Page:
It’s interesting to note that the feeding of the 4,000 takes place in Gentile territory; truly in the wilderness, in a desolate place. And not just physically, but spiritually. Some of the ancient church fathers noted that the number 4,000 – 4 x 1,000 – indicates the completeness of the 4 corners of the earth. Namely, that the mission of Christ’s Church is to every one in every land; or as Jesus puts it in Matthew 28, to ”all nations.” Even here, in Sherman, IL, our Lord has seen fit to bring His Gospel to save many.
20 years ago, when celebrating the 20-year anniversary of the planting of Good Shepherd, Pastor Robert Kuhn, then the First Vice-President of the Synod, preached and during that sermon talked about “the next 20 years.” And of course we’ve just lived through those years and I’m sure they are in many ways completely unexpected; and yet, at the same time, they are just as our Lord willed them to be and some things were just as expected and as hoped for: the Gospel remains here, God’s people are fed on the Body and Blood of Christ, new believers are made in Holy Baptism, faithful Christians are laid to rest from their labors. This is Christ’s Church: this is what He would have had us do.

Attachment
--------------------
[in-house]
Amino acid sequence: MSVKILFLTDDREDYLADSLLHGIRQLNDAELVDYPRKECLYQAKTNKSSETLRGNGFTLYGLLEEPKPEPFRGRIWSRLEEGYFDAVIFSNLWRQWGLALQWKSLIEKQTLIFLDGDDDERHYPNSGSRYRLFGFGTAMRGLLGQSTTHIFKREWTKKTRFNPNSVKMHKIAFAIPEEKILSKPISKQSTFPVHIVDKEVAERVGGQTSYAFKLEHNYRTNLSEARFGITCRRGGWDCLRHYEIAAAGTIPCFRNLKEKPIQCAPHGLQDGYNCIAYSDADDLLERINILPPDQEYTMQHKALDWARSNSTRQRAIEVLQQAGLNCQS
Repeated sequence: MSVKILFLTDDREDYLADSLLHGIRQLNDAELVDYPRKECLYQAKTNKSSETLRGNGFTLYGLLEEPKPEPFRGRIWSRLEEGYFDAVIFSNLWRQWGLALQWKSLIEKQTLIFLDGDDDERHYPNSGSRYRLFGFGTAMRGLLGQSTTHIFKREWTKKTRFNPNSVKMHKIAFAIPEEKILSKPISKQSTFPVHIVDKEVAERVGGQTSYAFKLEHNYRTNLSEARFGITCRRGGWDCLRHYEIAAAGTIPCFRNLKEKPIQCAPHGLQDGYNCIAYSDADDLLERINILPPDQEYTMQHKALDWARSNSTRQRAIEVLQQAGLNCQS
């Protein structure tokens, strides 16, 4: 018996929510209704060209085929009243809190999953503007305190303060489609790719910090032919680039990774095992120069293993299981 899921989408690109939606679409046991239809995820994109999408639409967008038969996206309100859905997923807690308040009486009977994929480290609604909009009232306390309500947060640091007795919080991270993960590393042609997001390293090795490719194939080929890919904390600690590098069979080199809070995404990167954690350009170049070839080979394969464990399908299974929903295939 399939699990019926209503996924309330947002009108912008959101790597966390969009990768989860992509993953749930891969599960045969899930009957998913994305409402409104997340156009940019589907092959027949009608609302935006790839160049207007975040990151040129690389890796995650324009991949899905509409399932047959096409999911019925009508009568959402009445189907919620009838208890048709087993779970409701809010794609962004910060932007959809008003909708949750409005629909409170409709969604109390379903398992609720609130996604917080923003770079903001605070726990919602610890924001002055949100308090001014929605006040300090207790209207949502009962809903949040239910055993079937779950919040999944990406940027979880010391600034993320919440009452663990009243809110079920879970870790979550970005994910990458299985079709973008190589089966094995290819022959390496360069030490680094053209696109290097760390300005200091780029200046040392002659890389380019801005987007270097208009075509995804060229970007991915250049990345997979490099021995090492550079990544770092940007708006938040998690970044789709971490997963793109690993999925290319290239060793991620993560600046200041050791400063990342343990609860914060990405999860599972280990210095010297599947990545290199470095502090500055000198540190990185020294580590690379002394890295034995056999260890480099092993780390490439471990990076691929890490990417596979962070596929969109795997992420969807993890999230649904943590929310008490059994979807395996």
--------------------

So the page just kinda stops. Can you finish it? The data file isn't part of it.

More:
So what about the next 20 years? What about the next 20 years here in this desolate place? It was recounted to me that one comment made 40 years ago was that it was going to take an awful lot of work. It does. It is hard work that the Lord has given us to do here. I pray that I am up for it, by His grace. I pray that you are too. We don’t and can’t know what exactly the next 20 years will look like or bring.
But here’s what we do know. Here’s what is certain, and this is what we rest on, take comfort in, and even rejoice in. ”Jesus Christ is the same yesterday and today and forever.” His Word always accomplishes that for which He purposes it. He does not desire the death of a sinner, but that the sinner would repent and live. He washes away our sins in Holy Baptism. He feeds us with His Body and Blood for the forgiveness of our sins in the Sacrament of the Altar. He will never leave us nor forsake us. He is making all things new.
When the poor and needy seek water,
and there is none,
and their tongue is parched with thirst,
I the Lord will answer them;
I the God of Israel will not forsake them.
I will open rivers on the bare heights,
and fountains in the midst of the valleys.
I will make the wilderness a pool of water,
and the dry land springs of water.
I will put in the wilderness the cedar,
the acacia, the myrtle, and the olive.
I will set in the desert the cypress,
the plane and the pine together,
that they may see and know,
may consider and understand together,
that the hand of the Lord has done this,
the Holy One of Israel has created it.
(Isaiah 41:17–20, ESV)